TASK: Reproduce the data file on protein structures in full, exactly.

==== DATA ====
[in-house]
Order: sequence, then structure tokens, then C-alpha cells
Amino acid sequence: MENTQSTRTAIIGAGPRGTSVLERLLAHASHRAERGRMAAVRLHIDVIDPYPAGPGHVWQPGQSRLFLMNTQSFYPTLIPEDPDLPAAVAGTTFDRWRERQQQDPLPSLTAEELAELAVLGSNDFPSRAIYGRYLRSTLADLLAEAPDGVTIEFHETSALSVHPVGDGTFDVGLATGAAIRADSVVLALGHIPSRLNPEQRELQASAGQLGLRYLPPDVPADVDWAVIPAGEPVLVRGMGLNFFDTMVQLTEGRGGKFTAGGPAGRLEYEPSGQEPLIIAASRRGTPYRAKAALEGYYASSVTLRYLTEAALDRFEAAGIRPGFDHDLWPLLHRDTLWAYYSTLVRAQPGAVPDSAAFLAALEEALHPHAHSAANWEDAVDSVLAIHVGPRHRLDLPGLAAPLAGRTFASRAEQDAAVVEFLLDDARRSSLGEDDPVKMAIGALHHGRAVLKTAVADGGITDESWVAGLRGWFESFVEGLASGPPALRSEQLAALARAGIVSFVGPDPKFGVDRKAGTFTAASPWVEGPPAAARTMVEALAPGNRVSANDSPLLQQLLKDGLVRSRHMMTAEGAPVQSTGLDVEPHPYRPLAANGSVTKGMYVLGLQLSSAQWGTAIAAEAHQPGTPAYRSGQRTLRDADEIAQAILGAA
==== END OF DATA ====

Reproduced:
[in-house]
Order: sequence, then structure tokens, then C-alpha cells
Amino acid sequence: MENTQSTRTAIIGAGPRGTSVLERLLAHASHRAERGRMAAVRLHIDVIDPYPAGPGHVWQPGQSRLFLMNTQSFYPTLIPEDPDLPAAVAGTTFDRWRERQQQDPLPSLTAEELAELAVLGSNDFPSRAIYGRYLRSTLADLLAEAPDGVTIEFHETSALSVHPVGDGTFDVGLATGAAIRADSVVLALGHIPSRLNPEQRELQASAGQLGLRYLPPDVPADVDWAVIPAGEPVLVRGMGLNFFDTMVQLTEGRGGKFTAGGPAGRLEYEPSGQEPLIIAASRRGTPYRAKAALEGYYASSVTLRYLTEAALDRFEAAGIRPGFDHDLWPLLHRDTLWAYYSTLVRAQPGAVPDSAAFLAALEEALHPHAHSAANWEDAVDSVLAIHVGPRHRLDLPGLAAPLAGRTFASRAEQDAAVVEFLLDDARRSSLGEDDPVKMAIGALHHGRAVLKTAVADGGITDESWVAGLRGWFESFVEGLASGPPALRSEQLAALARAGIVSFVGPDPKFGVDRKAGTFTAASPWVEGPPAAARTMVEALAPGNRVSANDSPLLQQLLKDGLVRSRHMMTAEGAPVQSTGLDVEPHPYRPLAANGSVTKGMYVLGLQLSSAQWGTAIAAEAHQPGTPAYRSGQRTLRDADEIAQAILGAA